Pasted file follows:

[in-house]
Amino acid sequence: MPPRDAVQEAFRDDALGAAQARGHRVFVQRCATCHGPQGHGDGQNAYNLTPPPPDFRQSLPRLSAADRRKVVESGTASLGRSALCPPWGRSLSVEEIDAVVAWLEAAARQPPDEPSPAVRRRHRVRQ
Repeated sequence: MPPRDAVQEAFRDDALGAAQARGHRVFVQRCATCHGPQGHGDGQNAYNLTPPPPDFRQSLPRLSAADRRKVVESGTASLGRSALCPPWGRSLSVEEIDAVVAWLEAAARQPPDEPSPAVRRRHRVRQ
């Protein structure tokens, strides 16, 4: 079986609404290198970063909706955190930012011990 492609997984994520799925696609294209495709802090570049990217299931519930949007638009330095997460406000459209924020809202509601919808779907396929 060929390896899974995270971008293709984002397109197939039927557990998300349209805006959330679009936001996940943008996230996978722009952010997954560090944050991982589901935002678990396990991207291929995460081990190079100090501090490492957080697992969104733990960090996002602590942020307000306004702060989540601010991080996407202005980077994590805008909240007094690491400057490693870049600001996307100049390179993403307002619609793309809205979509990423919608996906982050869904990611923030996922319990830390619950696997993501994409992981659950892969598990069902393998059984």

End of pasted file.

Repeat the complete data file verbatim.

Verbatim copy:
[in-house]
Amino acid sequence: MPPRDAVQEAFRDDALGAAQARGHRVFVQRCATCHGPQGHGDGQNAYNLTPPPPDFRQSLPRLSAADRRKVVESGTASLGRSALCPPWGRSLSVEEIDAVVAWLEAAARQPPDEPSPAVRRRHRVRQ
Repeated sequence: MPPRDAVQEAFRDDALGAAQARGHRVFVQRCATCHGPQGHGDGQNAYNLTPPPPDFRQSLPRLSAADRRKVVESGTASLGRSALCPPWGRSLSVEEIDAVVAWLEAAARQPPDEPSPAVRRRHRVRQ
């Protein structure tokens, strides 16, 4: 079986609404290198970063909706955190930012011990 492609997984994520799925696609294209495709802090570049990217299931519930949007638009330095997460406000459209924020809202509601919808779907396929 060929390896899974995270971008293709984002397109197939039927557990998300349209805006959330679009936001996940943008996230996978722009952010997954560090944050991982589901935002678990396990991207291929995460081990190079100090501090490492957080697992969104733990960090996002602590942020307000306004702060989540601010991080996407202005980077994590805008909240007094690491400057490693870049600001996307100049390179993403307002619609793309809205979509990423919608996906982050869904990611923030996922319990830390619950696997993501994409992981659950892969598990069902393998059984």